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FHWA R&T Now - May 2012
A news update of research, technology, and development from the U.S. Department of Transportation (USDOT), Federal Highway Administration (FHWA)
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European Visit Highlights FHWA Adaptation Research for Climate Change
Twelve members from the Forum
of European National Highway Research Laboratories (FEHRL), an international
association engaged in road engineering research and related topics, visited
the United States for a series of meetings focused on highways and climate
change. Based in Based in Brussels, FEHRL provides a coordinated structure for
the interests of more than 30 European national research technical centers, and
other associated institutes from around the world. On March 26, 2012,
representatives of FEHRL visited FHWA's Turner-Fairbank Highway Research Center
(TFHRC) to hear about current research, adaptation issues, policy activities,
sustainability evaluation and planning, and infrastructure performance.
Visit http://www.fhwa.dot.gov/research/resources/fehrl7.cfm to read more about this event.
For more information about international research
coordination and collaboration efforts, contact Debra Elston, (202) 493-3181, email@example.com.
EAR Program Explores Dynamic Ridesharing in Three Cities
Despite the success of
dynamic ridesharing, sometimes called "slugging" or "casual carpooling," in
several U.S. cities, it has been understudied by academics and transportation
professionals. FHWA's Exploratory Advanced Research (EAR) Program is exploring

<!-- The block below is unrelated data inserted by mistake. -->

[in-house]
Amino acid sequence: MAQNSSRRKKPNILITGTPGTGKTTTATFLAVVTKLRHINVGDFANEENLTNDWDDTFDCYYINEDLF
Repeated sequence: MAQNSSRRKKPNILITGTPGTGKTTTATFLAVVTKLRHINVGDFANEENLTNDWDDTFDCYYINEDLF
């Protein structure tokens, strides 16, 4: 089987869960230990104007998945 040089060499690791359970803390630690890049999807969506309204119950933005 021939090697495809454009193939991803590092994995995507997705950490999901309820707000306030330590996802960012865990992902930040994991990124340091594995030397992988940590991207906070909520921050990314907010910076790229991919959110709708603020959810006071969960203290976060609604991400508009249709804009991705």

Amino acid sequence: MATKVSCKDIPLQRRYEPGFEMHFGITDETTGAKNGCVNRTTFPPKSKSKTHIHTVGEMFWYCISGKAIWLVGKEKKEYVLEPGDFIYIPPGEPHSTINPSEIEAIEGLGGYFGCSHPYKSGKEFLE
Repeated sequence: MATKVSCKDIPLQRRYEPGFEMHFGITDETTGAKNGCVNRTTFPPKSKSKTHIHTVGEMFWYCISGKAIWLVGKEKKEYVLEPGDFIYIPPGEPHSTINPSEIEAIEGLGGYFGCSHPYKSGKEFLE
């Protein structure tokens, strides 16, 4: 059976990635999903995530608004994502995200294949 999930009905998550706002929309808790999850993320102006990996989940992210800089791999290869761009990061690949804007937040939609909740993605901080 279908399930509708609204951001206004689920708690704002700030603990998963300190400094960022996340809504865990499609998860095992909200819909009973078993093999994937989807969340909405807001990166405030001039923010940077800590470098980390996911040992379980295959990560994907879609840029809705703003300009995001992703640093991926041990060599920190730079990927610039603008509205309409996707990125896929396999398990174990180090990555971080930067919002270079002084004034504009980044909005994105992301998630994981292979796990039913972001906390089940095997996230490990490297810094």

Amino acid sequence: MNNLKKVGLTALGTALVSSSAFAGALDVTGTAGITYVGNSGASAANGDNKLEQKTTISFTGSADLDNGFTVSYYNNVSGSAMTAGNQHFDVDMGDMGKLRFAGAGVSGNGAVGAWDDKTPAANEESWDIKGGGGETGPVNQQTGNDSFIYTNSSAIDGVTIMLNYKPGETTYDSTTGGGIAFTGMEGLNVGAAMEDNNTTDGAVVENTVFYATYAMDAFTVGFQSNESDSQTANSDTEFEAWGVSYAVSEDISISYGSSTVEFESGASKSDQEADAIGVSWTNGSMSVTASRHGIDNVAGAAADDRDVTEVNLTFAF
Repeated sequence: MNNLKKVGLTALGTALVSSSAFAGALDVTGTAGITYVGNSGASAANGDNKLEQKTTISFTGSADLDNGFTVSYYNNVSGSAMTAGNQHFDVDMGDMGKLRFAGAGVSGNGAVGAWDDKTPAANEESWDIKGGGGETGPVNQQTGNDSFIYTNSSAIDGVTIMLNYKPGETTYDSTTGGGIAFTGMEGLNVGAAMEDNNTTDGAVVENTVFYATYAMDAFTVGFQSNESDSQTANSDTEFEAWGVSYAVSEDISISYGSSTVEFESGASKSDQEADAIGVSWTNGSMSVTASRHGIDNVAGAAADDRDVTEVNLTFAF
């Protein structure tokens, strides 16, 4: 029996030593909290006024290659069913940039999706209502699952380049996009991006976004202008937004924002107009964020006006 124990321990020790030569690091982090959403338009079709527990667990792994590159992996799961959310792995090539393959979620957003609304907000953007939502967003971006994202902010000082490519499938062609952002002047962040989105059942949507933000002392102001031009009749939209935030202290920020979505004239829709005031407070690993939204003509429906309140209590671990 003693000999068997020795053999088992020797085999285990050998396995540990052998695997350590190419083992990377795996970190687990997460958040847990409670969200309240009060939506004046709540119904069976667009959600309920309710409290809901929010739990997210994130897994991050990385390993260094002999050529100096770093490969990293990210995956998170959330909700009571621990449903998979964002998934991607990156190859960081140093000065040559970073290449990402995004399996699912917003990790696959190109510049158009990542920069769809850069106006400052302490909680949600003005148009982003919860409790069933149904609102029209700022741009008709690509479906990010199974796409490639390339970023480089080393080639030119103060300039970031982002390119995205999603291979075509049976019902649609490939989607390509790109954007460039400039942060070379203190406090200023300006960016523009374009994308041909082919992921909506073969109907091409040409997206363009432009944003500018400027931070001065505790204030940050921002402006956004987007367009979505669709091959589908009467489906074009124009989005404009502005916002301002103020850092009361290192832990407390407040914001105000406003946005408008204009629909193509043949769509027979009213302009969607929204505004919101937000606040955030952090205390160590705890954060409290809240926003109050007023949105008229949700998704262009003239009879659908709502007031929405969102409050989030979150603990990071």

how slugging works. The EAR Program is supporting qualitative research by
assembling focus group participants from those who slug or casual carpool to
work in three cities-Washington, DC, Houston, TX, and San Francisco, CA-to gain
first-hand knowledge from both the drivers and riders about their experiences,
practices, satisfaction, suggestions, and decisions to participate in slugging.
The researchers will be developing a report summarizing the results of each of
the focus groups as well as the lessons learned. In November and December
2010, the EAR Program supported a team consisting of transportation
professionals, academic faculty, and business entrepreneurs who visited
informal carpool lines (also called slug-lines or casual carpool lines) in the
three cities to observe "sluggers" and compare practices. The team also met
with private ride-match providers, regional planners, carpool participants, and
transportation planners and engineers. The report from the scan team and focus
groups will be available upon completion on the EAR Web page at http://www.fhwa.dot.gov/advancedresearch/.
For more information about the
EAR Program, contact David Kuehn, 202-493-3414, firstname.lastname@example.org.
For more information about dynamic ridesharing, contact Allen Greenberg,
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